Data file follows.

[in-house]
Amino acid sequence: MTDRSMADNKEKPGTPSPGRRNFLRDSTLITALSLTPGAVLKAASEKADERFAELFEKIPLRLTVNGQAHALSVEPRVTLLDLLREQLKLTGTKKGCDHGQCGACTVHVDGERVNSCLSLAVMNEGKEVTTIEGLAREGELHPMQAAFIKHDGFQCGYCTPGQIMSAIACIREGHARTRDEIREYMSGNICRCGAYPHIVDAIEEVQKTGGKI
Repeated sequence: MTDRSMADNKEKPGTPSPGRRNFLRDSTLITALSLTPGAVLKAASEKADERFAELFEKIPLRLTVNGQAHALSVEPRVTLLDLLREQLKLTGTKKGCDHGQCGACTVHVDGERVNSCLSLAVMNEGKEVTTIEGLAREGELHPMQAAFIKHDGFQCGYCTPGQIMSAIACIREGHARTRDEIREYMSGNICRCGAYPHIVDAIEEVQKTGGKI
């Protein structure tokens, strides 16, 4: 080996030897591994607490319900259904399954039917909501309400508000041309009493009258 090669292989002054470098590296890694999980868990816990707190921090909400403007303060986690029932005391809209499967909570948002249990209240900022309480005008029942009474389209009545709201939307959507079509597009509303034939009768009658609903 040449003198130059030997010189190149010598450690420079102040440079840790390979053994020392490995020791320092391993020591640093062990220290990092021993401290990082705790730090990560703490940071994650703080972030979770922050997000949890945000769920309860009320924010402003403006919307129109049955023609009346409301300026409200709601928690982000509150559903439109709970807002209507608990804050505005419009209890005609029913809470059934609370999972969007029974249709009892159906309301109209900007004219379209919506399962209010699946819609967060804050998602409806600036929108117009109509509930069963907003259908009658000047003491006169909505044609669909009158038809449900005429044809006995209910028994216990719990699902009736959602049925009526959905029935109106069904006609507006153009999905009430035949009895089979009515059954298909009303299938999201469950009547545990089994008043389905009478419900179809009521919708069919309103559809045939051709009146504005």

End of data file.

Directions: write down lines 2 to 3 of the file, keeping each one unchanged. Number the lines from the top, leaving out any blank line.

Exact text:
Amino acid sequence: MTDRSMADNKEKPGTPSPGRRNFLRDSTLITALSLTPGAVLKAASEKADERFAELFEKIPLRLTVNGQAHALSVEPRVTLLDLLREQLKLTGTKKGCDHGQCGACTVHVDGERVNSCLSLAVMNEGKEVTTIEGLAREGELHPMQAAFIKHDGFQCGYCTPGQIMSAIACIREGHARTRDEIREYMSGNICRCGAYPHIVDAIEEVQKTGGKI
Repeated sequence: MTDRSMADNKEKPGTPSPGRRNFLRDSTLITALSLTPGAVLKAASEKADERFAELFEKIPLRLTVNGQAHALSVEPRVTLLDLLREQLKLTGTKKGCDHGQCGACTVHVDGERVNSCLSLAVMNEGKEVTTIEGLAREGELHPMQAAFIKHDGFQCGYCTPGQIMSAIACIREGHARTRDEIREYMSGNICRCGAYPHIVDAIEEVQKTGGKI